9. How much time do we spend talking with uninterested or unqualified leads?
  10. How do we continually improve our sales team’s skills and habits?
  11. What percentage of prospects contact us first?
  12. How does this percentage (#11) compare with industry data?
  13. Does the sales process take less time to complete for inbound leads? If so, how much less?
  14. What is our response time to customer or prospect inquiries?
  15. How many customer complaints do we receive?
  16. How much time do our sales people spend interceding or responding to complaints?
  17. What is done with the information associated with customer complaints?
  18. How do customer complaints or how does customer dissatisfaction impact our ability to make sales?
  19. How often are discounts extended, and what is the average discount?
  20. Are discounts offered due to competition or in response to dissatisfaction?

Clearly there are many ways to analyze and improve the productivity of an organization’s sales process, but these five best practices and twenty questions are good starting points.

CI & Sales “Leads”

How does your leadership style impact sales?

As noted in a previous posts, it’s important to recognize that the culture of any given enterprise is a reflection of its leadership, and that people at all levels tend to mirror that culture when interacting with one another as well as with customers and prospects.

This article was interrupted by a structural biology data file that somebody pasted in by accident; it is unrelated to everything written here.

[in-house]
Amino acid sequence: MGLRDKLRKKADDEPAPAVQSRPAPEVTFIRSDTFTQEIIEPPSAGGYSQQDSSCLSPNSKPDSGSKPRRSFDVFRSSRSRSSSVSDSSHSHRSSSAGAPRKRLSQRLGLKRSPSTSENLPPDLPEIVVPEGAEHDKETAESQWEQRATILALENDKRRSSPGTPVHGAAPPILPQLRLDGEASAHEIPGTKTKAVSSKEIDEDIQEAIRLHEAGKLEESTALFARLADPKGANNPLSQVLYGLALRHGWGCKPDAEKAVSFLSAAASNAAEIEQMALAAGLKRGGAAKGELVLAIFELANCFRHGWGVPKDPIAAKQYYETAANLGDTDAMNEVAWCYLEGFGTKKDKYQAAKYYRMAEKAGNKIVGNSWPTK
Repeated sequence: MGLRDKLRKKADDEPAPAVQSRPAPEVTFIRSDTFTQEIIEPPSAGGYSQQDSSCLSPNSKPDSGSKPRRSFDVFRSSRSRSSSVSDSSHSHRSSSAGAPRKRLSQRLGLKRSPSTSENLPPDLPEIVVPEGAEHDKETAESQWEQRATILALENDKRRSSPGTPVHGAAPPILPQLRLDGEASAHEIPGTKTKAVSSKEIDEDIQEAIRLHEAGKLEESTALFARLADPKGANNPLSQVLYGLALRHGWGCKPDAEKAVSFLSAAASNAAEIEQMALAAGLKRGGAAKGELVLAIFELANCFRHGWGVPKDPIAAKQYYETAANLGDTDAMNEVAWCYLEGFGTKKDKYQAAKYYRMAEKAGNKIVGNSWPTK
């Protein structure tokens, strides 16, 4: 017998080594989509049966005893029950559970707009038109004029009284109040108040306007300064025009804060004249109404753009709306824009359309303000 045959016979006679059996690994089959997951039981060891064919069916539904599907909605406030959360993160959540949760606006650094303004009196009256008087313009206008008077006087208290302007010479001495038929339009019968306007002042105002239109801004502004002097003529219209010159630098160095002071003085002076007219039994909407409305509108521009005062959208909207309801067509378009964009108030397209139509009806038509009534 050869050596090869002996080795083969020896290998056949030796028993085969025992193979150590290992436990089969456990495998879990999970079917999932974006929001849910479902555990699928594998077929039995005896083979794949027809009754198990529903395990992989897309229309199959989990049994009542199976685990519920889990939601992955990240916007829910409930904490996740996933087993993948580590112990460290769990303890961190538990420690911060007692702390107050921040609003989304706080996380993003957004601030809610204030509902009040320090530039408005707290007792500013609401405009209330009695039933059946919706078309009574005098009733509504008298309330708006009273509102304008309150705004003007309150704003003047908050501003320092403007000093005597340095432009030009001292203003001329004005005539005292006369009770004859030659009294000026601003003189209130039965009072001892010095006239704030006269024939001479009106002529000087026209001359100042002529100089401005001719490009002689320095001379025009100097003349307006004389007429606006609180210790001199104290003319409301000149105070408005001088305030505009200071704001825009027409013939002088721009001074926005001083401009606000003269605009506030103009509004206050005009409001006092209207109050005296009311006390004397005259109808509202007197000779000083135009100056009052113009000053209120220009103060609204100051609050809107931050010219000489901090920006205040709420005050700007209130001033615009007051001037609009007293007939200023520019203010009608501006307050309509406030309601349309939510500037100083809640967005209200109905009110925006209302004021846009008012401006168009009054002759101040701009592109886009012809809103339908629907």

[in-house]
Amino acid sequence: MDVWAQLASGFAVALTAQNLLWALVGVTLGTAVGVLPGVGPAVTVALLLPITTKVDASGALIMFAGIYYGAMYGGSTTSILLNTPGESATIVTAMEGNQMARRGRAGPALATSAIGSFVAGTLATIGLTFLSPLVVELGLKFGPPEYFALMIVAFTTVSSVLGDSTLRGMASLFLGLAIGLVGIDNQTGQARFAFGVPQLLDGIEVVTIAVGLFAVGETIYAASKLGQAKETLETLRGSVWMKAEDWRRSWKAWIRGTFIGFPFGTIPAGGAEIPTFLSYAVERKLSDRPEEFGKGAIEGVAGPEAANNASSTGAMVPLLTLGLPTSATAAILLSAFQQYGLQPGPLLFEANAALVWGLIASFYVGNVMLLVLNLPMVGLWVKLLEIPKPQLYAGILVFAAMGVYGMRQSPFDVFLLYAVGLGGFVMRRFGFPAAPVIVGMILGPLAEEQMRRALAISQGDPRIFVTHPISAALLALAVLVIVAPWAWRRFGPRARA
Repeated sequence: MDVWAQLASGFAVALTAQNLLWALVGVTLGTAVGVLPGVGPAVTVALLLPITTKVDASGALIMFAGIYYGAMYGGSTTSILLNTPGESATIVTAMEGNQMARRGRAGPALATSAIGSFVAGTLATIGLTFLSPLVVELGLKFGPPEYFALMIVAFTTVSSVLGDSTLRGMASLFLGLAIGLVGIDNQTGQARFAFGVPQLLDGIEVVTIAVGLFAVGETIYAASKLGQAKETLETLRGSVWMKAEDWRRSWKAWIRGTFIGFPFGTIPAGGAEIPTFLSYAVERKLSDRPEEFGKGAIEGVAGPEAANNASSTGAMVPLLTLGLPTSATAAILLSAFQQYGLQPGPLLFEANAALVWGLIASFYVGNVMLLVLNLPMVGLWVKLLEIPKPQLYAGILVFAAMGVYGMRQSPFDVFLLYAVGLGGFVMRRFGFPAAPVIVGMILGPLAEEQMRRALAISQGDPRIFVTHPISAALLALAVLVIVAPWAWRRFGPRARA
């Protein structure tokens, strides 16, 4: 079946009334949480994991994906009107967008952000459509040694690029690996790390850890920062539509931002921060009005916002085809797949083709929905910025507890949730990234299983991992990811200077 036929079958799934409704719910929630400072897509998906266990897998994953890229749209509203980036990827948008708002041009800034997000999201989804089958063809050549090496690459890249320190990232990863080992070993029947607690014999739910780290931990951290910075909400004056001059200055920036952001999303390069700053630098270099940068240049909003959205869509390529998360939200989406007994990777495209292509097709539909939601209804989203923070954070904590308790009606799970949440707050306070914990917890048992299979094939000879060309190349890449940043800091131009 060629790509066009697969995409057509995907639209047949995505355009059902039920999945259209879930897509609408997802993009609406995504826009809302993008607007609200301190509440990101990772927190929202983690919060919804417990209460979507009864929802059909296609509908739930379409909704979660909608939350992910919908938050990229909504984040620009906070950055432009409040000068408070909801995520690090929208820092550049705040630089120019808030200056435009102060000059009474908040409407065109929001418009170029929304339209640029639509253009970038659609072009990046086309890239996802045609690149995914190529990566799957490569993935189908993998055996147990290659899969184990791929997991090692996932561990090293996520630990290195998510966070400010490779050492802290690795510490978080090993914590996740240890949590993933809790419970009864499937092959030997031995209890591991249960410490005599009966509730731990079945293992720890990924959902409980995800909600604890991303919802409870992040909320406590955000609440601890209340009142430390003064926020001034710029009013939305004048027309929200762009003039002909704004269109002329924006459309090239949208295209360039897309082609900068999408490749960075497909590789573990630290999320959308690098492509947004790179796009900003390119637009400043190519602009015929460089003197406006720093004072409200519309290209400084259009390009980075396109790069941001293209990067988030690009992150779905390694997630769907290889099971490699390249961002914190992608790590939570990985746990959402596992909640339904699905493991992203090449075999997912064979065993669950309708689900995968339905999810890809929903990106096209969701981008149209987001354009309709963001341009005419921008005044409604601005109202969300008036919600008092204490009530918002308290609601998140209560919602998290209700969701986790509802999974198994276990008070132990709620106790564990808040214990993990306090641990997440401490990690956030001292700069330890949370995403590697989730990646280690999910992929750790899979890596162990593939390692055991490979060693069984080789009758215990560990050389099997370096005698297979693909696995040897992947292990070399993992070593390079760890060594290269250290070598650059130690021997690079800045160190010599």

The impact of this “mirroring” can be significant, especially as it applies to the sales force as it influences the way in which sales people interact with customers and the marketplace each day.

Consider that both the direct and implied messages your sales team conveys to others are, to a great degree, based upon the impressions they have of your business philosophy and your day-to-day behavior — ranging from how you manage and treat the team to how you talk about and treat customers.

As organizational leaders, here are seven things you can do to positively support, improve, and “lead” the selling process:

  1. Know your customers and maintain an understanding of their true interests, needs and priorities, taking each into account when setting policies and procedures. This alignment will send a strong message to the sales people that you are, in fact, a customer-centric organization.